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1.  Evaluation of bacteria-induced enamel demineralization using optical profilometry 
Objectives
Streptococcus mutans is considered a major causative of tooth decay due to it’s ability to rapidly metabolize carbohydrates such as sucrose. One prominent excreted end product of sucrose metabolism is lactic acid. Lactic acid causes a decrease in the pH of the oral environment with subsequent demineralization of the tooth enamel. Biologically relevant bacteria-induced enamel demineralization was studied.
Methods
Optical profiling was used to measure tooth enamel decay with vertical resolution under one nanometer and lateral features with optical resolution as a result of S. mutans biofilm exposure. Comparison measurements were made using AFM.
Results
After 72 hr of biofilm exposure the enamel displayed an 8-fold increase in the observed roughness average, (Ra), as calculated over the entire measured array. Similarly, the average root mean square (RMS) roughness, RRMS, of the enamel before and after biofilm exposure for 3 days displayed a 7-fold increase. Further, the direct effect of chemically induced enamel demineralization using biologically relevant organic acids was shown. Optical profiles of the enamel surface after addition of a 30% lactic acid solution showed a significant alteration in the surface topography with a corresponding increase in respective surface roughness statistics. Similar measurements with 10% citric acid over seconds and minutes give insight into the demineralization process by providing quantitative measures for erosion rates: comparing surface height and roughness as metrics.
Significance
The strengths of optical profilometry as an analytical tool for understanding and analyzing biologically relevant processes such as biofilm induced tooth enamel demineralization were demonstrated.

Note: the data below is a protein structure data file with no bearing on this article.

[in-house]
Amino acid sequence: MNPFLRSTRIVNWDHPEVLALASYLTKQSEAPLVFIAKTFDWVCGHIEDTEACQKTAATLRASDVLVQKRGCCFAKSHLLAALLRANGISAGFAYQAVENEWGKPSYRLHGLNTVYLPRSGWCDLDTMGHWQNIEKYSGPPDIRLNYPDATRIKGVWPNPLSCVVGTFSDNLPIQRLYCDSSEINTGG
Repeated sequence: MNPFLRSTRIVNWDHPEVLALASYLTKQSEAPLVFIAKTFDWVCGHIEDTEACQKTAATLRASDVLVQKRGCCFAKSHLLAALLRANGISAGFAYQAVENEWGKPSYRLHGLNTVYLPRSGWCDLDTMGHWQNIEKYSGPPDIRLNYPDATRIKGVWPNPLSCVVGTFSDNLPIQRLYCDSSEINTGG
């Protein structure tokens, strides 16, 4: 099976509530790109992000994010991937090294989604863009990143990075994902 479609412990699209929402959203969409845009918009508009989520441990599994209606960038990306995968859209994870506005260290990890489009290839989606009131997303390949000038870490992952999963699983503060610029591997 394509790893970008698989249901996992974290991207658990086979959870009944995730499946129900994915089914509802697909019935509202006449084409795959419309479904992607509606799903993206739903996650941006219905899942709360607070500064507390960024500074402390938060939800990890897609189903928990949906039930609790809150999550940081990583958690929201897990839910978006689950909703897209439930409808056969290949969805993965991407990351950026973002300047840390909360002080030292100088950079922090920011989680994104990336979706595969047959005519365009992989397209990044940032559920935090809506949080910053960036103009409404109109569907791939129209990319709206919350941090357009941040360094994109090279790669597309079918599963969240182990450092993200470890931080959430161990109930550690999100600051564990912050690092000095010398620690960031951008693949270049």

doi:10.1016/j.dental.2009.07.012
PMCID: PMC3454478  PMID: 19732947
enamel erosion; optical profilometry; biofilm; Streptococcus mutans; enamel demineralization; citric acid; lactic acid; AFM
2.  Green Tea Extract Selectively Targets Nanomechanics of Live Metastatic Cancer Cells 
Nanotechnology  2011;22(21):215101.
Green tea extract (GTE) is known to be a potential anticancer agent(1) with various biological activities(2, 3) yet the precise mechanism of action is still unclear. The biomechanical response of GTE treated cells taken directly from patient’s body samples was measured using atomic force microscopy(AFM)(4). We found significant increase in stiffness of GTE treated metastatic tumor cells, with a resulting value similar to untreated normal mesothelial cells, whereas mesothelial cell stiffness after GTE treatment is unchanged. Immunofluorescence analysis showed an increase in cytoskeletal-F-actin in GTE treated tumor cells, suggesting GTE treated tumor cells display mechanical, structural and morphological features similar to normal cells, which appears to be mediated by annexin-I expression, as determined by siRNA analysis of an in vitro cell line model. Our data indicates that GTE selectively targets human metastatic cancer cells but not normal mesothelial cells, a finding that is significantly advantageous compared to conventional chemotherapy agents.
doi:10.1088/0957-4484/22/21/215101
PMCID: PMC3151463  PMID: 21451222
3.  Nanocharacterization in Dentistry 
About 80% of US adults have some form of dental disease. There are a variety of new dental products available, ranging from implants to oral hygiene products that rely on nanoscale properties. Here, the application of AFM (Atomic Force Microscopy) and optical interferometry to a range of dentistry issues, including characterization of dental enamel, oral bacteria, biofilms and the role of surface proteins in biochemical and nanomechanical properties of bacterial adhesins, is reviewed. We also include studies of new products blocking dentine tubules to alleviate hypersensitivity; antimicrobial effects of mouthwash and characterizing nanoparticle coated dental implants. An outlook on future “nanodentistry” developments such as saliva exosomes based diagnostics, designing biocompatible, antimicrobial dental implants and personalized dental healthcare is presented.
doi:10.3390/ijms11062523
PMCID: PMC2904930  PMID: 20640166
nano-characterization; dentistry; biofilms; bacterial adhesins; implants; dentine tubule; afm; interferometry; nanodentistry

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